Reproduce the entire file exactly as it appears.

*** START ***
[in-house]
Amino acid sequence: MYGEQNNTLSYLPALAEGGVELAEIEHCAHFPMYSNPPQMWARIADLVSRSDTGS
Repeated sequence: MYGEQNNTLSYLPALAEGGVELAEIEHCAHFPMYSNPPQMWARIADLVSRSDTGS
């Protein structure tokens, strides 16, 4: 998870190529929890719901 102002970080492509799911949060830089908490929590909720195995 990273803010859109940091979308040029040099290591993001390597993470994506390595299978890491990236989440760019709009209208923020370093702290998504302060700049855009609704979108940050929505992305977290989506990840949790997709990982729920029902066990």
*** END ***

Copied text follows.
[in-house]
Amino acid sequence: MYGEQNNTLSYLPALAEGGVELAEIEHCAHFPMYSNPPQMWARIADLVSRSDTGS
Repeated sequence: MYGEQNNTLSYLPALAEGGVELAEIEHCAHFPMYSNPPQMWARIADLVSRSDTGS
């Protein structure tokens, strides 16, 4: 998870190529929890719901 102002970080492509799911949060830089908490929590909720195995 990273803010859109940091979308040029040099290591993001390597993470994506390595299978890491990236989440760019709009209208923020370093702290998504302060700049855009609704979108940050929505992305977290989506990840949790997709990982729920029902066990």